Barclays Chief Executive Jes Staley has used a speech at the Kings College in London to say that any negative impact of Brexit will be so short-term it will be overshadowed by London’s longer-term staying power.
The Banking mogul said yesterday that the opportunities available, including cutting Brussels bureaucracy, would help make the UK a more competitive place to do business after leaving the EU.
“The potential for trade to transform an economy is obvious, with huge opportunities for jobs and prosperity, right across the country.” Read Jes Staley’s @KingsBSchool speech: https://t.co/WP1xzle0mF #BackingtheUK pic.twitter.com/GhGAdDGyoW
— Barclays Bank (@Barclays) April 4, 2018
He asked the audience to look beyond the short-term economic issues and look towards these long-term opportunities:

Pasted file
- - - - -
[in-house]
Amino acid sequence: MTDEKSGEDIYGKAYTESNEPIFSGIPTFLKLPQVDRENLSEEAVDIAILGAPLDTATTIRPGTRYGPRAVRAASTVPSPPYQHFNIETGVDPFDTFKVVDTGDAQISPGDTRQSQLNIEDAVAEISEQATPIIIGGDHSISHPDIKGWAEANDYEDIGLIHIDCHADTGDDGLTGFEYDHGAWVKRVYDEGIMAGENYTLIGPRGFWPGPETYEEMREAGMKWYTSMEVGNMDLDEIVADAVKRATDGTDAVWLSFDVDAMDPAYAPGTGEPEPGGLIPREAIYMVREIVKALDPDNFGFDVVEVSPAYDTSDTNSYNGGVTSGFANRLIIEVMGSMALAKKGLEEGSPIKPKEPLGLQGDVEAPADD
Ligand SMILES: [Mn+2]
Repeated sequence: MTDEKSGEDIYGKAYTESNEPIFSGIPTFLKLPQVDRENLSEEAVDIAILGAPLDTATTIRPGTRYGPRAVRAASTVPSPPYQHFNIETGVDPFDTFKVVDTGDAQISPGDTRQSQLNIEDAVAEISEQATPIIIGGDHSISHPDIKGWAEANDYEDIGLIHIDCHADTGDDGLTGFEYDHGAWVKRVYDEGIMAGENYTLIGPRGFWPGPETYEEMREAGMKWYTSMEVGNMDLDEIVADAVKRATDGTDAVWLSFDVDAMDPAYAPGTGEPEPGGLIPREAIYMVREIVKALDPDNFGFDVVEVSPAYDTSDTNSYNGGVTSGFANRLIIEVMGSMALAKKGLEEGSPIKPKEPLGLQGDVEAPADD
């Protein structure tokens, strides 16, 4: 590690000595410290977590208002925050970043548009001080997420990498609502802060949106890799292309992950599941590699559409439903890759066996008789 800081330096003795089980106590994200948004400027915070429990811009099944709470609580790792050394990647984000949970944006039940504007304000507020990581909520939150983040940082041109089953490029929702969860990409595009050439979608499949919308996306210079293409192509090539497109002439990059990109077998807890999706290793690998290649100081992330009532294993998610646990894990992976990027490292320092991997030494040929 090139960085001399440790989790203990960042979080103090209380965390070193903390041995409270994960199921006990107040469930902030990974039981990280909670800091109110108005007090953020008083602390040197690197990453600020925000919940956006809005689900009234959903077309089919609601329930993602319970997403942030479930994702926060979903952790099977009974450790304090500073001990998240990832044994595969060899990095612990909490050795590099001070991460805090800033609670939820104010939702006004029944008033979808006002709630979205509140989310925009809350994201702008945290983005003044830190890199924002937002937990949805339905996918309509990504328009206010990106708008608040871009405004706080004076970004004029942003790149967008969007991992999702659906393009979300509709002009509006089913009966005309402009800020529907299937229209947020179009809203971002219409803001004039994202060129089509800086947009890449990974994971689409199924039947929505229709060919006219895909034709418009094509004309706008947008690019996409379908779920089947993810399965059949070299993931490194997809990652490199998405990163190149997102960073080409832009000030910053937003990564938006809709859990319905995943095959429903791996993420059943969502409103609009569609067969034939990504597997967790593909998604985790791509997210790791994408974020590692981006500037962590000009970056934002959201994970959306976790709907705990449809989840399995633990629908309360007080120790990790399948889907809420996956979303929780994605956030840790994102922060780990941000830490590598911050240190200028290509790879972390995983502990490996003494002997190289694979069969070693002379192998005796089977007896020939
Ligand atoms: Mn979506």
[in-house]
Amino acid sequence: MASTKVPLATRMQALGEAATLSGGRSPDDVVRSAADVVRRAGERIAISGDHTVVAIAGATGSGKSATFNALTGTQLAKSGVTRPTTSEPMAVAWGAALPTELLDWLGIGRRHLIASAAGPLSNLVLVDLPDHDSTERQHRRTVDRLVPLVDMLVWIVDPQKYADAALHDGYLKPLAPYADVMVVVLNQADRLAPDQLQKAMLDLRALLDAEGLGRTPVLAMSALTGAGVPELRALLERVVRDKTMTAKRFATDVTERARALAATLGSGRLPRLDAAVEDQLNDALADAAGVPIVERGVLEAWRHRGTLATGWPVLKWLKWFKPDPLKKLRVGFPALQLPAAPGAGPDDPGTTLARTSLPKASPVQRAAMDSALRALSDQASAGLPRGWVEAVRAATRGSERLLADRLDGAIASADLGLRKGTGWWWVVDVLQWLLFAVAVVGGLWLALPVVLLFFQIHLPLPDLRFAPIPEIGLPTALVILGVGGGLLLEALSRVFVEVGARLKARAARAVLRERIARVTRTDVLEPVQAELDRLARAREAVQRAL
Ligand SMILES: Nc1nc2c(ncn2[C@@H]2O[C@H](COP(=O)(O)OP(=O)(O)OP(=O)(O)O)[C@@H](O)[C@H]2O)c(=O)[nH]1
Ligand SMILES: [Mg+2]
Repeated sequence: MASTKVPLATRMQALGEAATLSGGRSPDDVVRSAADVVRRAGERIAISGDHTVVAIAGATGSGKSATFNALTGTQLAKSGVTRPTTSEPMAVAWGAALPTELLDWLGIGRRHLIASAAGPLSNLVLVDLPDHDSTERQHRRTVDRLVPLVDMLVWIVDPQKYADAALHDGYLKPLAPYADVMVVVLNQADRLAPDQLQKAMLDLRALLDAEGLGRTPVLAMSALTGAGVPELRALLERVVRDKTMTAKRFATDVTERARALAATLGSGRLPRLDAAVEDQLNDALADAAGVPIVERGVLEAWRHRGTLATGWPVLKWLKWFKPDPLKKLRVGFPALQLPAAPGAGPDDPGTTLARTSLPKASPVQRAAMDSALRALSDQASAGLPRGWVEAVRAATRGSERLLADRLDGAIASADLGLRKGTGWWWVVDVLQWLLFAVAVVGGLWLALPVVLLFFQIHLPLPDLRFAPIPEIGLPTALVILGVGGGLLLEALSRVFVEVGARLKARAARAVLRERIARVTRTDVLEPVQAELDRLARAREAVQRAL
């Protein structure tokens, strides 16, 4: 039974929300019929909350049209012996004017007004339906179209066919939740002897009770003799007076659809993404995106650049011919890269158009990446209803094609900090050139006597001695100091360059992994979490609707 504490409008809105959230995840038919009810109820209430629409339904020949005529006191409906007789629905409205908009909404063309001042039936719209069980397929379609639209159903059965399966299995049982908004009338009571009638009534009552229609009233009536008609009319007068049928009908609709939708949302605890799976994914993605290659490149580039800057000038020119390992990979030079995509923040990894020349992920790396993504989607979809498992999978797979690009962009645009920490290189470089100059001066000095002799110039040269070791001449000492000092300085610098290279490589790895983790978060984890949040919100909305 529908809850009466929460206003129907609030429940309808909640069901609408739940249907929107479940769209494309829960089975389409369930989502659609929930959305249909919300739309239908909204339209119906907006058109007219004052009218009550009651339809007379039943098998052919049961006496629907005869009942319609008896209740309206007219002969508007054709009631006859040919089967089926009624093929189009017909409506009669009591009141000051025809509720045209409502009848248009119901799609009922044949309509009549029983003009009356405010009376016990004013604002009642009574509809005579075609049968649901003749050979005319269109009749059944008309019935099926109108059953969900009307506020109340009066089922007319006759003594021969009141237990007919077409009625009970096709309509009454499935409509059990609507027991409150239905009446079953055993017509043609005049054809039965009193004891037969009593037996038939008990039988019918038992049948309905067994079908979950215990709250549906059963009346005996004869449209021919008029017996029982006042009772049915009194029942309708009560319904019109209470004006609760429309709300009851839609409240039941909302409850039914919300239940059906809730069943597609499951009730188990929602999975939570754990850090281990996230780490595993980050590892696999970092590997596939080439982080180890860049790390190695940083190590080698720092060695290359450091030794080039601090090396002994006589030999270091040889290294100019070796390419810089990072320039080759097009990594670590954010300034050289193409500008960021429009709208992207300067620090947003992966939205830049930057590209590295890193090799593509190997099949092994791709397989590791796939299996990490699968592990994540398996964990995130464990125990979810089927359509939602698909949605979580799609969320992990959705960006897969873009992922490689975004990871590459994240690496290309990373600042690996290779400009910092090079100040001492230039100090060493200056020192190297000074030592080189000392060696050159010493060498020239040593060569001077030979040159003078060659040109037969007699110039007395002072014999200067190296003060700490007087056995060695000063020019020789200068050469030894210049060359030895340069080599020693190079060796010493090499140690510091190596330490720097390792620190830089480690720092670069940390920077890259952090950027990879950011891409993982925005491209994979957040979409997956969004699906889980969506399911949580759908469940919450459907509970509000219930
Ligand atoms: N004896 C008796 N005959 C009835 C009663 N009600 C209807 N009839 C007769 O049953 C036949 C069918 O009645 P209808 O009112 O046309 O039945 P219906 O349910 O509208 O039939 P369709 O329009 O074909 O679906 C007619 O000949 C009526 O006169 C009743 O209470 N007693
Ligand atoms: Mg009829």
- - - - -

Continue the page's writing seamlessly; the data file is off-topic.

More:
The question is, down the road – 10, 20 years from now – will the flexibility of managing a modern economy, having the power centre in the UK and in London for the British economy, will that then become a competitive advantage?
However, Staley, who has been optimistic about Brexit for a long time, did stress that we cannot be naive to the short-term economic issues saying that “for some period of time, the GDP of the UK will probably grow at a slower rate than it might otherwise have grown save for Brexit.”
But he did downplay the impact of these shortcoming and said that it will be incremental and is likely to be so small that it won’t make the headlines, despite what is heard in the media.
Staley was more concerned about the UK keeping up with the US, where deregulation and tax cuts were making New York a stronger rival.
In some ways bigger than Brexit is the decision of the US government to drop tax rates down to 20 per cent,” he said. “There’s been a pullback on some of the regulatory intensity in the US and we feel that as well.
If the UK is going to make Brexit a success, there needs to be a renewed focus on how to make it a success and compete on the global stage.